He’ll be comin’ round the mountain
When Choo-Choo Charles was first revealed to the world, I got that too-good-to-be-true feeling. Sure, it looked like a lot of fun, but how do you build an entire game around fighting an evil train? I was then reminded that I thought the same thing about Happy’s Humble Burger Farm, which coincidentally was released about one year ago. Will Choo-Choo Charles become my next horror obsession?
But that’s not as damning as it seems. In fact, if there’s one thing I really respect about Choo-Choo Charles, it’s that it knows exactly what it is and is focused on delivering that. And it does.
Choo-Choo Charles (PC)
Developer: Two Star Games
Publisher: Two Star Games
Released: December 9, 2022
You play as an archivist slash monster hunter, which is the absolute best profession I could ever imagine. What papers do I need to land that job? How does it pay? If Choo-Choo Charles is anything to go by, I wouldn’t even need to supply my own equipment, because it’s already there on this isolated island.
You’re summoned to the island of Aranearum to deal with what’s described as a monster that is “half train, half giga-spider.” They named it Charles, which is a pretty respectable name to give a terror beyond the veil of madness. The miners of the island have already done the legwork on planning Charles’ demise, they just need someone crazy enough to pull it off.
Upon arriving, you’re equipped with a train and let loose. Your goal is to travel the broad-reaching tracks of the island and meet up with the various NPCs. They’ll give you the keys to where Charles’ eggs are being held, supply you with scrap metal to upgrade your train, and load you up with weapons to help keep the monster at bay. That’s the whole of it, but it’s not going to be easy, because Charles isn’t the only monster on the island, and a whole load of cultists would rather you didn’t stop him.
I don’t know how great I feel about shooting a train, especially one that is set up on better infrastructure than most municipalities could ever dream of. However, joining the cultists isn’t an option, so I guess it’s hunting season. At least Buster Keaton would approve.
A modest profession
Also, there’s Charles. He roams the island too, and as you travel, you may hear his distant whistle as he bears down on your location. Provided you’re in the safety of the iron womb of your train, you can fend him off. Unfortunately, you need to leave that safety rather often, if only to switch tracks. Listen for that whistle; his hellish Choo-Choo that foretells his arrival. He’s the little engine that could… kill you.
Largely, encounters with him are kept to a minimum, which is a great way to add to his mystery. Chasing him off isn’t all that difficult, so having him in the spotlight every few minutes would greatly reduce his perceived threat. The game’s dark and gloomy atmosphere is a great look for him, as well. He weaves through the trees, chasing your tail with unwavering determination. And that’s it. All in, Choo-Choo Charles ran north of 2 hours for me, which is long enough that you get your money’s worth, but not so long that you realize there are no tricks up its sleeve.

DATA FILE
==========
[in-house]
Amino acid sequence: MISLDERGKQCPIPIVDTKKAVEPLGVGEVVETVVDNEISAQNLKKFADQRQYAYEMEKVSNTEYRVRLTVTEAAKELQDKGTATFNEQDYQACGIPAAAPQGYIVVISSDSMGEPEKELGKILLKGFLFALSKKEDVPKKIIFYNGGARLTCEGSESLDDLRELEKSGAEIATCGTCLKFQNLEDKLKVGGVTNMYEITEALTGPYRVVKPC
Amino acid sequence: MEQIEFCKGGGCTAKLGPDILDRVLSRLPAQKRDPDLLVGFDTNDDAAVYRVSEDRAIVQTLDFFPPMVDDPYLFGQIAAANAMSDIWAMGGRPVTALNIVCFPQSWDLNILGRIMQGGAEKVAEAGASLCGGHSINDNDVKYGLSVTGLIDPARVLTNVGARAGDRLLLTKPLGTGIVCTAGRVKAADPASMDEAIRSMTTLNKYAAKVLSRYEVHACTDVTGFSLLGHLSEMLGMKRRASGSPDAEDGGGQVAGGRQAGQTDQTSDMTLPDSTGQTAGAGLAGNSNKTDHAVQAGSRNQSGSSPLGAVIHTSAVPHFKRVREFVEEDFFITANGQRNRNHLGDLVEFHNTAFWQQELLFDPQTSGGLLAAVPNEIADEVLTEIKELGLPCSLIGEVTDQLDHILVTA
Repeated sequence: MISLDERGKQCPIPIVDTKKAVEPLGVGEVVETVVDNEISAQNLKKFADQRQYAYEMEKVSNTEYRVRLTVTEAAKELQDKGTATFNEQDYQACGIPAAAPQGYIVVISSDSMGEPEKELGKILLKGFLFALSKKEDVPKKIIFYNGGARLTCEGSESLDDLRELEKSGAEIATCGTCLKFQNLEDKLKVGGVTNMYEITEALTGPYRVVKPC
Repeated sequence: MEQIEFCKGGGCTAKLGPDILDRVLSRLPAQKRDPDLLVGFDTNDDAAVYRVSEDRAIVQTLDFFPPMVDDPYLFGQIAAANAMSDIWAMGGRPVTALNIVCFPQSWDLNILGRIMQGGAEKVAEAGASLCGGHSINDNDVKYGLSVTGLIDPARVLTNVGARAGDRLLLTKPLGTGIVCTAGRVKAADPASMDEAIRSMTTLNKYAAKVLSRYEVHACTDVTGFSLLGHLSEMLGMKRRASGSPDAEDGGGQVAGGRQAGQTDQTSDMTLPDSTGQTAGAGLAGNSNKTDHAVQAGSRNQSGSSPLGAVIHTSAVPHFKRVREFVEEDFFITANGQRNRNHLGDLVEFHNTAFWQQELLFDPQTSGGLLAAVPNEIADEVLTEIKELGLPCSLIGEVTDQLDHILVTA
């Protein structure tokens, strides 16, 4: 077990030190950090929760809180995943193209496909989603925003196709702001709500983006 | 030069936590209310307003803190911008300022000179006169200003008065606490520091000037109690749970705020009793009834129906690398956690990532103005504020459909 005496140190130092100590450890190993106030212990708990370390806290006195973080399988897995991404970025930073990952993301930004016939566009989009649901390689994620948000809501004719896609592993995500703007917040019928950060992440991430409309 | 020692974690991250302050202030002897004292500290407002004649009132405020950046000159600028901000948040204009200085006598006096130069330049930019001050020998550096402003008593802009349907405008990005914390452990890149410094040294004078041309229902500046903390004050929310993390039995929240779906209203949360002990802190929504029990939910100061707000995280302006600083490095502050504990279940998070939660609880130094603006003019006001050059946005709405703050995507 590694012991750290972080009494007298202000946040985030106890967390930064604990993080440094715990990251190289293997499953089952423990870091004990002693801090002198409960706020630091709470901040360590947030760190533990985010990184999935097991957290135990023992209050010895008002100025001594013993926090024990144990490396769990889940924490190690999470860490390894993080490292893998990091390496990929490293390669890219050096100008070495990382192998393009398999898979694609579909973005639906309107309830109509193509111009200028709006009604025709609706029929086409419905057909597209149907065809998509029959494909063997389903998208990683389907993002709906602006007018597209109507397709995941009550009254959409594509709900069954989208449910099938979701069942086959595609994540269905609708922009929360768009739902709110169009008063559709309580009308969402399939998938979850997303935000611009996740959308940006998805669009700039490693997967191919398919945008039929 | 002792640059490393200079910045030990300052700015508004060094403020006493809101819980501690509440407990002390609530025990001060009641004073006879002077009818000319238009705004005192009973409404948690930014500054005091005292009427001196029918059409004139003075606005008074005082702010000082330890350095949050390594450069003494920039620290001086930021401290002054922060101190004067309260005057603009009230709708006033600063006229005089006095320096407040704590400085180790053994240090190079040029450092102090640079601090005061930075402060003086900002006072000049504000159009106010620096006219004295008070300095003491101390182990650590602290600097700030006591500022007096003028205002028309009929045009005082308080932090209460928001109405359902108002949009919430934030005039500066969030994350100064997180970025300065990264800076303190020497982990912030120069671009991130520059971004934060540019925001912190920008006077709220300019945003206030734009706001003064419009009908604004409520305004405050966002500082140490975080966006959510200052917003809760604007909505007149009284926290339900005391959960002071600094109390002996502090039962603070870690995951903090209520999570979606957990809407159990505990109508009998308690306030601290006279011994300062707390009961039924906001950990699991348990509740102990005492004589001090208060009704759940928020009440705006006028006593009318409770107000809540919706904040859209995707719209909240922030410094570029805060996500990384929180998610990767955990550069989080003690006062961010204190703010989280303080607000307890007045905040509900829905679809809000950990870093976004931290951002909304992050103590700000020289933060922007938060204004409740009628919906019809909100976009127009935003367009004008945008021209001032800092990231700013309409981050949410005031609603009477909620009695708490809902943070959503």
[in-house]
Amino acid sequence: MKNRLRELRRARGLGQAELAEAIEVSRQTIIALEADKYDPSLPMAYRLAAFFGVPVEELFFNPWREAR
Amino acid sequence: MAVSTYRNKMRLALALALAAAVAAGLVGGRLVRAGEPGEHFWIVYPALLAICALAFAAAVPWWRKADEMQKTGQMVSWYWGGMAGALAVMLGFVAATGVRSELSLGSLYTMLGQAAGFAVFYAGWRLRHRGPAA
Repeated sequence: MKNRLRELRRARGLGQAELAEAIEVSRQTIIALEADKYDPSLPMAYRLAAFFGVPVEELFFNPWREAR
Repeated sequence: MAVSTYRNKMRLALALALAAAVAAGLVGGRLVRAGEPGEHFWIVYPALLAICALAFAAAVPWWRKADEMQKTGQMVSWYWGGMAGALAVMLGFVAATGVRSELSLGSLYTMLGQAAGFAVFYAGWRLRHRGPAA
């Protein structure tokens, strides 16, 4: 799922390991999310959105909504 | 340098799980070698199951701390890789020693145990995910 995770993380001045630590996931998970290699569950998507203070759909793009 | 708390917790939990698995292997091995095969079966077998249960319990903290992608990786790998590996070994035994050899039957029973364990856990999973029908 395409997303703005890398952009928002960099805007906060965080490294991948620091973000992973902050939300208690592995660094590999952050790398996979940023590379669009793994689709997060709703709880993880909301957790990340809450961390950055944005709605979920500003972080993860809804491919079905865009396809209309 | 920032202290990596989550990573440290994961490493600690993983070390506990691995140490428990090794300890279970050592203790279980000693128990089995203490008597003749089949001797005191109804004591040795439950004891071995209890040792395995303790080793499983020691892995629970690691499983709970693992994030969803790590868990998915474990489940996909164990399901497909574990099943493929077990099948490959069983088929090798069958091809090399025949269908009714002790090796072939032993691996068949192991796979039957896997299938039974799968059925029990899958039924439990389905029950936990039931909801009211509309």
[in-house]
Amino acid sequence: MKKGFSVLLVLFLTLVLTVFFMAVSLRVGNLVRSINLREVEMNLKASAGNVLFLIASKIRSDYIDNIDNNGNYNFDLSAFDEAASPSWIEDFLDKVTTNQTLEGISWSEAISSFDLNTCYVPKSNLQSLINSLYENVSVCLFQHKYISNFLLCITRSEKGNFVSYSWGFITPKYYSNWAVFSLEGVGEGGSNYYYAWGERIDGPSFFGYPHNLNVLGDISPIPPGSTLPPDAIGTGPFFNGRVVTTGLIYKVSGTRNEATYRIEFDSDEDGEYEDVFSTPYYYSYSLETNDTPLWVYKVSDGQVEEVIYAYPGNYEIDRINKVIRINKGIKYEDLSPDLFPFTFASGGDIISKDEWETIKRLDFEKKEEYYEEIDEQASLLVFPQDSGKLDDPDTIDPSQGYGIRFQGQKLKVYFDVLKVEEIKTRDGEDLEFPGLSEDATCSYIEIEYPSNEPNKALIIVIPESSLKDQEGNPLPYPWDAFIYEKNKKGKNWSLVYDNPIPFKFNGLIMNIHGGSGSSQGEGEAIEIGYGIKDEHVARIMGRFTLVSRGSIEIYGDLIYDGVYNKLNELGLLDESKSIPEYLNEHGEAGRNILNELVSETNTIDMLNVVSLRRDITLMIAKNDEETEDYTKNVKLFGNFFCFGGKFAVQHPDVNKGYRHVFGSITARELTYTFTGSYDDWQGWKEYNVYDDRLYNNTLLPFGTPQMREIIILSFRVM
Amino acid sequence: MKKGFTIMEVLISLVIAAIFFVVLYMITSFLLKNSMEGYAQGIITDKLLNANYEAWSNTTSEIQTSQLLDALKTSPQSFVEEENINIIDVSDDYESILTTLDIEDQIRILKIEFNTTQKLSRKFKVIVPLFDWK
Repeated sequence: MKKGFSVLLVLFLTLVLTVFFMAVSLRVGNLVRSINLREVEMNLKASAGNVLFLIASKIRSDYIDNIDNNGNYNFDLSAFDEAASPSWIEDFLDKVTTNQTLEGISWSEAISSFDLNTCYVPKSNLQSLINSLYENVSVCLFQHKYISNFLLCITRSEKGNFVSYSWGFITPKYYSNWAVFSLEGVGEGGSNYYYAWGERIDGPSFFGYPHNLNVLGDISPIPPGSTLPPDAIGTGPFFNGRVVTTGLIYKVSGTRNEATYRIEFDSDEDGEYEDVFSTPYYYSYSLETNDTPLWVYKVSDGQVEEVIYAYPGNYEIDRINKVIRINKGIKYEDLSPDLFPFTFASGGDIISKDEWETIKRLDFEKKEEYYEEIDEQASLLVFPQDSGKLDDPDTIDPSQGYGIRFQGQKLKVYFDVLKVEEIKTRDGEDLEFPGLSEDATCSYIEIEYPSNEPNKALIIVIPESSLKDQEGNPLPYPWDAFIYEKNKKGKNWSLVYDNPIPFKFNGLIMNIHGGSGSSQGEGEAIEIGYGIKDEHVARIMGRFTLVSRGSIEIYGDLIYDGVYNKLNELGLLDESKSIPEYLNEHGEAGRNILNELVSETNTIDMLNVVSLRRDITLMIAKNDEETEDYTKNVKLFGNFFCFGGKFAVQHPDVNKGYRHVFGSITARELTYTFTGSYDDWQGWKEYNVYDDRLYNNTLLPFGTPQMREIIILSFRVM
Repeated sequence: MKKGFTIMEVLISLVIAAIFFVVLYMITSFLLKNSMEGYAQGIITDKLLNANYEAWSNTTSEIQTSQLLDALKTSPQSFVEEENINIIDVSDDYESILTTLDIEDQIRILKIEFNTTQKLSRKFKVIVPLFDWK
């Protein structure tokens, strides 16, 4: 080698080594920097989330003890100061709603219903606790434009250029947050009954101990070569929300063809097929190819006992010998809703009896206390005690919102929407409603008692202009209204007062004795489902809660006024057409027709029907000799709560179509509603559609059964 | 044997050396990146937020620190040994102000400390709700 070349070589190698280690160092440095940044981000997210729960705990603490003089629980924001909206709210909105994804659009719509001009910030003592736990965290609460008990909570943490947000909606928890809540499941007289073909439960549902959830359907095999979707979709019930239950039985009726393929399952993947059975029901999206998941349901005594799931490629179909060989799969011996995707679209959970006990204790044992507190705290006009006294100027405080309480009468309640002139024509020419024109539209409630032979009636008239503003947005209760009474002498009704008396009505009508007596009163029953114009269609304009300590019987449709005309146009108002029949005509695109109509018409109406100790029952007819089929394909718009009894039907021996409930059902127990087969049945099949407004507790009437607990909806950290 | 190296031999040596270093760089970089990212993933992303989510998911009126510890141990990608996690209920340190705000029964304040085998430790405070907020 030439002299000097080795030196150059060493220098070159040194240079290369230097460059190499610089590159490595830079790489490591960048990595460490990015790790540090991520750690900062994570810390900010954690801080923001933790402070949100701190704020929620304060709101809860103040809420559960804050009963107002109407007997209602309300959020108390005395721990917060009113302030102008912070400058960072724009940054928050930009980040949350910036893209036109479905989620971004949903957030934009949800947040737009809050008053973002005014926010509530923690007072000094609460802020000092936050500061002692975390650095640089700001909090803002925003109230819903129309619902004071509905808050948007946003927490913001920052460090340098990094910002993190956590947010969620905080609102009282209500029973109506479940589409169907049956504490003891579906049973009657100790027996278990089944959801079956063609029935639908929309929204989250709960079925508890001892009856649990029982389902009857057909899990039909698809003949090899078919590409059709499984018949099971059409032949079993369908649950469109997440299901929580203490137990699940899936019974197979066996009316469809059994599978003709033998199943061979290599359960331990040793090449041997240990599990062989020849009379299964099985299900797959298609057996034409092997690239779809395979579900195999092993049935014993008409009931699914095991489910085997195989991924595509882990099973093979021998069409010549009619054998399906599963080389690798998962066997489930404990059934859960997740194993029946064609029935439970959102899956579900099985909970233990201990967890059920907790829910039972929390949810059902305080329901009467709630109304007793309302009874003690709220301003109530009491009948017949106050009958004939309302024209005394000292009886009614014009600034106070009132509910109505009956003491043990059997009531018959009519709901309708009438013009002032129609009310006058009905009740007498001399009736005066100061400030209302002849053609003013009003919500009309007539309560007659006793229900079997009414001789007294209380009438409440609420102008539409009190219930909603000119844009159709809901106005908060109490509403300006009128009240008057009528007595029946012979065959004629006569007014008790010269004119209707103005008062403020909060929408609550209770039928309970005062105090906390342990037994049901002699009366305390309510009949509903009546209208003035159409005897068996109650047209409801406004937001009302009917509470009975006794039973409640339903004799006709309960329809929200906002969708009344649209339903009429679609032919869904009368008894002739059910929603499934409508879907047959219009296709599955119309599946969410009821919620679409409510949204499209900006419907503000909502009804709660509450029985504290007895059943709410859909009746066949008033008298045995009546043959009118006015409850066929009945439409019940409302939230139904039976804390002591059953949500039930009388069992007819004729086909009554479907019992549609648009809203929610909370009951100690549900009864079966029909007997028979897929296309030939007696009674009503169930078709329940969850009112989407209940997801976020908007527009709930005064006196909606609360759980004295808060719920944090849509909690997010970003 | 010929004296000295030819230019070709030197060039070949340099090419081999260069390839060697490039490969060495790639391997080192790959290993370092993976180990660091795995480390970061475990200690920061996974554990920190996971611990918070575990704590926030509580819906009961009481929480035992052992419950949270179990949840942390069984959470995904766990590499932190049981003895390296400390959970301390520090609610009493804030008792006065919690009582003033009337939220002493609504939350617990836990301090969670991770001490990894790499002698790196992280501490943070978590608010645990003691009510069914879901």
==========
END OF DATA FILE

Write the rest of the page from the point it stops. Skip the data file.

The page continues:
The furthest you really get from this core gameplay is sneaking around cultists, but most of the side-quests just involve going from point A to point B and sometimes going back to point A. It works as a framework but doesn’t do anything too inventive. It rewards you well for engaging with the content, so there’s very little threat of disappointment.
Last train to nowhere
Simply working seems to be the aim of Choo-Choo Charles. The core gameplay was already established, so actually turning it into a complete package is ambitious as it gets. The graphics work, but they don’t want you getting to close. It’s a mix of gathered assets and models that have textures that look like placeholders. A cartoon-y, hand-drawn look would be a fine aesthetic, but it’s mixed in with generic assets, so there’s no cohesion. It works. I didn’t find the approach added to nor detracted from the final product.
Characters don’t move their mouths when they talk, the music is just kind of there, and the narrative doesn’t really do anything terribly cool. It’s a very time-conscious production, and that feels extremely appropriate. It’s at its best when you’re just riding the rails and tinkering with your train, but that can only be stretched out for so long.
That’s not to say that there isn’t anything that Choo-Choo Charles could have done to be a more compelling experience. Moments with the cultists are a bit underwhelming since your character can take a surprising amount of buckshot before keeling over. Combat outside of the train, or simply more moments where Charles could harrow you when you’re at your most vulnerable would have been appreciated. Likewise, fancier terrain or setpiece moment might have upped the scare factor a bit. I suppose if there’s ever a sequel, those bridges can be crossed.
The big picture
As it is, Choo-Choo Charles is what it says on the box, and that’s okay. If you want to play a title with train-to-train combat, then you’ve got it right here. It’s executed competently, and given its unique premise, that deserves some props. It just doesn’t go above and beyond by any means.
Which is fine. Choo-Choo Charles could have been drawn out, fluffed up, or watered down in so many ways. Any additional brush strokes could have detracted from the bigger picture, but Two Star Games didn’t do that. Instead, they focused on delivering, and deliver they did. It’s small, tight, and its ambition doesn’t go beyond its central concept. Thankfully, that central concept is a pretty juicy morsel.
[This review is based on a retail build of the game provided by the publisher.]